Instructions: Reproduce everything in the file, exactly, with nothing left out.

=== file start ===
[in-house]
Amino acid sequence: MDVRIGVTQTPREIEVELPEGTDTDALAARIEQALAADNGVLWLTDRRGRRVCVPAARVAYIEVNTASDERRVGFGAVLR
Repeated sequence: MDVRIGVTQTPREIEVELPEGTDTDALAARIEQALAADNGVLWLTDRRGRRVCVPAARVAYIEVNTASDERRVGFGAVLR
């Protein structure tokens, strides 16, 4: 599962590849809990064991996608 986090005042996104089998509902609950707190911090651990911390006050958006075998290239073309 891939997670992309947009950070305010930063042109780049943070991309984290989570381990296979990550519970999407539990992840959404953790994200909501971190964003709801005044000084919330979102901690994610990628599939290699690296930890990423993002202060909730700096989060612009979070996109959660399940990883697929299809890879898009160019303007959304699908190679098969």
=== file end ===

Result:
[in-house]
Amino acid sequence: MDVRIGVTQTPREIEVELPEGTDTDALAARIEQALAADNGVLWLTDRRGRRVCVPAARVAYIEVNTASDERRVGFGAVLR
Repeated sequence: MDVRIGVTQTPREIEVELPEGTDTDALAARIEQALAADNGVLWLTDRRGRRVCVPAARVAYIEVNTASDERRVGFGAVLR
């Protein structure tokens, strides 16, 4: 599962590849809990064991996608 986090005042996104089998509902609950707190911090651990911390006050958006075998290239073309 891939997670992309947009950070305010930063042109780049943070991309984290989570381990296979990550519970999407539990992840959404953790994200909501971190964003709801005044000084919330979102901690994610990628599939290699690296930890990423993002202060909730700096989060612009979070996109959660399940990883697929299809890879898009160019303007959304699908190679098969």